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I guess the foot's on the other hand now, Kramer!

The Space Episode of News Radio was on tonight.

Some things are great no matter where you are. :-)


A bunch of you have been asking how I've been adjusting down here. I do appreciate that; thanks for asking.


So here's a little more background on what I do for the Army.

In a previous entry, I mentioned the frightening litany of acronyms of organizations that my organization falls under. Lemme make it a little more clear:

  • At the top level is the Department of Defense (DoD)

  • Next comes the Army (no cool acronym)

  • Next comes the Army Materiel Command (AMC)

  • Next comes the Software Engineering Center (SEC)

  • Next comes the Battlespace Systems Support Directorate (BSSD)

  • Then comes my organization: Intelligence Fusion Systems (IFS)

  • In my organization, there are three operations -- I'm in the Tactical Automation Support branch (TAS)

See, that's simple, isn't it? DoD Army AMC SEC BSSD IFS TAS.

<sidenote>

Where I was before -- the Army Research Lab (ARL) -- is also under AMC. I don't know offhand what center they are under, but it isn't SEC.

</sidenote>

IFS is basically the organization that does the software support and development for Military Intelligence software in the Army. IFS is the only component of BSSD that resides at Ft. Huachuca. AMC SEC ISEC is also here at Ft. Huachuca (they're actually upstairs in the same building as us, plus they have a second building for testing and whatnot) -- Information System Engineering Command (ISEC) is a sister organization to SEC.

I'm in the TAS branch of the IFS, which is essentially the operations side of the house -- we're responsible for all the units out and around in this big world who are currently using our software. We dispatch Field Software Engineers (FSEs) with units who are currently deployed in situations or exercises; we monitor bug reports... sorry, "Software Problem Reports" (SPRs); we coordinate with the development side of the house to ensure that SPRs are incorporated into the next version of software, train the units who receive our hardware/software, monitor and run all the financial aspects of the process (bug fixes, FSEs, releasing, training -- all these things cost money, and where that money comes from is frequently a very complicated question).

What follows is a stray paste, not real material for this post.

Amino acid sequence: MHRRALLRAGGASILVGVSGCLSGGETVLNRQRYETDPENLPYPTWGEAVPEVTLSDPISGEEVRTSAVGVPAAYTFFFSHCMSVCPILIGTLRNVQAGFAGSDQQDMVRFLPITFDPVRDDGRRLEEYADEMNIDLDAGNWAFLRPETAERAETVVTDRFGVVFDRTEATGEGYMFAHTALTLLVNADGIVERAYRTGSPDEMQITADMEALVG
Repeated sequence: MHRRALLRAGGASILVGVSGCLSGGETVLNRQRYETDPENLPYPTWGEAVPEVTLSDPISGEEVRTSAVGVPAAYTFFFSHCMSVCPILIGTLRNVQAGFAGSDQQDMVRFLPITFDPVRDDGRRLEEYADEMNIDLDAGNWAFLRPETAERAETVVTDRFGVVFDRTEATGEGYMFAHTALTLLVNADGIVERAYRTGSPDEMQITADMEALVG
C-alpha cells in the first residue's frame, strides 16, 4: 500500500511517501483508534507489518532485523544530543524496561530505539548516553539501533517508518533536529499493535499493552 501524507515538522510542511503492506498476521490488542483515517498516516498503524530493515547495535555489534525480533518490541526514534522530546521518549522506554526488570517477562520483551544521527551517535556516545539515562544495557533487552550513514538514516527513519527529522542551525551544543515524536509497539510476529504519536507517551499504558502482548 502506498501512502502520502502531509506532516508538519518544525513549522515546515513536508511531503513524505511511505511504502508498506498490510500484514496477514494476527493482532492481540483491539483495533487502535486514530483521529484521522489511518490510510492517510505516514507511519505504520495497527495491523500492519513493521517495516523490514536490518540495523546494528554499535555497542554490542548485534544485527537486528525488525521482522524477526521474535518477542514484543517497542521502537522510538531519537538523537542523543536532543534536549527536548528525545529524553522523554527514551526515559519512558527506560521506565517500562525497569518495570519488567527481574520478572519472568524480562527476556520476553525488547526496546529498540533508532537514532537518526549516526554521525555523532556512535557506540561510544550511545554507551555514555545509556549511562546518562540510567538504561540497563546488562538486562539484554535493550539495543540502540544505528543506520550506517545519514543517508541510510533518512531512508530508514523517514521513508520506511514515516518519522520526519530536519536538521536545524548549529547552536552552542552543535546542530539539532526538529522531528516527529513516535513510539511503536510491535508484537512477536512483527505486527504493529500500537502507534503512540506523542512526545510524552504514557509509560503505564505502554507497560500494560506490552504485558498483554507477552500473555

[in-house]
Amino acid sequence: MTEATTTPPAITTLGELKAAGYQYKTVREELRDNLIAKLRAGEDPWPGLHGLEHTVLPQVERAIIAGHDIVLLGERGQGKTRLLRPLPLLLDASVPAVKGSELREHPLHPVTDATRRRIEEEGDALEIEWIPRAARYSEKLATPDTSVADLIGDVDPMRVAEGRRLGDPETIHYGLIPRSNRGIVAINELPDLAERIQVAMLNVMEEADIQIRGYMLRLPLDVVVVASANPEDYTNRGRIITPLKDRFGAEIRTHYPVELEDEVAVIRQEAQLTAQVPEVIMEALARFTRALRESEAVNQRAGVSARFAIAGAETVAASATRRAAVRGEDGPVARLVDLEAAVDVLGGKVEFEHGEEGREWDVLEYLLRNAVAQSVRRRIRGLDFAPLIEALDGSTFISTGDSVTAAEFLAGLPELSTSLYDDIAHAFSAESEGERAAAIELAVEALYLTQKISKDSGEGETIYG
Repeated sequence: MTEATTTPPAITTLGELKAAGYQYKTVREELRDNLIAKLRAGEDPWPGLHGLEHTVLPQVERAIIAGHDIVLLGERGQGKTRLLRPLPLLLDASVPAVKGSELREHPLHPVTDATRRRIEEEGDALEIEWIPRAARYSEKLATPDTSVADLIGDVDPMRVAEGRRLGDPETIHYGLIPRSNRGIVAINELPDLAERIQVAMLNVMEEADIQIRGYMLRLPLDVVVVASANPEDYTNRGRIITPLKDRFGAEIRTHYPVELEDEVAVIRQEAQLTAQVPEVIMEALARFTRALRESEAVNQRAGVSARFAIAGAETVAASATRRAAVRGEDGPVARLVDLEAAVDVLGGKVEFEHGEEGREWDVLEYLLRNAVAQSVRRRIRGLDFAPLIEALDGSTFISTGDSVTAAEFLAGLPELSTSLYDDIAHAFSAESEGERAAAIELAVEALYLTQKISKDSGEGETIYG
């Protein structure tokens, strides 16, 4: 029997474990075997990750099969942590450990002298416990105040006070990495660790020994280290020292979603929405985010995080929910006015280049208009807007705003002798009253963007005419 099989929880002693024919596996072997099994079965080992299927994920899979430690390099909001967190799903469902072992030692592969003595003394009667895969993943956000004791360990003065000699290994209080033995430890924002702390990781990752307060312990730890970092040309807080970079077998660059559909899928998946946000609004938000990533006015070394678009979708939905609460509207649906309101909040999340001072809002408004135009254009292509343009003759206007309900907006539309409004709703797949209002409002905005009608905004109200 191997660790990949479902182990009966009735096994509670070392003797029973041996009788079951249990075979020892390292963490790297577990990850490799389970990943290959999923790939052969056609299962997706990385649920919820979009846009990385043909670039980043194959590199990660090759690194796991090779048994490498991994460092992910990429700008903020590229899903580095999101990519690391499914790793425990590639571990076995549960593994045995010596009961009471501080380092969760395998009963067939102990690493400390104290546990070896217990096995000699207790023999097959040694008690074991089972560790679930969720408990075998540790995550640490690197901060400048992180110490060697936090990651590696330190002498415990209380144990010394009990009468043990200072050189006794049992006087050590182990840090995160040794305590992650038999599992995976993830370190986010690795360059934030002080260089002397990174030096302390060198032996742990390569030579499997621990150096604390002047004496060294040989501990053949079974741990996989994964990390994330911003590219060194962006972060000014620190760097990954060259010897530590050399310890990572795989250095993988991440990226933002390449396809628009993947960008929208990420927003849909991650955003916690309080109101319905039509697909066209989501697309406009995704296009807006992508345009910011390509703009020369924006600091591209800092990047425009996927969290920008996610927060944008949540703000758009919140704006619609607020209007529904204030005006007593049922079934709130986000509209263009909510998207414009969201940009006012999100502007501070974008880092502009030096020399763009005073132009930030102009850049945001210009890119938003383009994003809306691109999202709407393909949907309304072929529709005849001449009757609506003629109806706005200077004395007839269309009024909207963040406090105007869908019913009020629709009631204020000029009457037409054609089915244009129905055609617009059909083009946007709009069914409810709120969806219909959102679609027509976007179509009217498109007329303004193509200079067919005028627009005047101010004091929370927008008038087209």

We're essentially the sustainment division of a software shop --
we just happen to sustain intelligence software to military units.

Another branch in IFS -- the Software Engineering Team (SET) -- is responsible for the development of the next versions of our software packages. They basically maintain the current generation of the packages (say, version X.Y, and X.(Y+1), etc.).

A whole different group is responsible for the planning and development of the next generation of the software packages ((X+1).0, and (X+1).1, etc.). Not only are they a whole different group, they use a whole different contractor (Lockheed Martin, in this case). This creates interesting political situations, to say the least. :-)

Once they reach a "stable-enough" version, they deploy it out to all the field units and give the software over to us -- we do the sustainment.

Make sense? It does make sense. Really.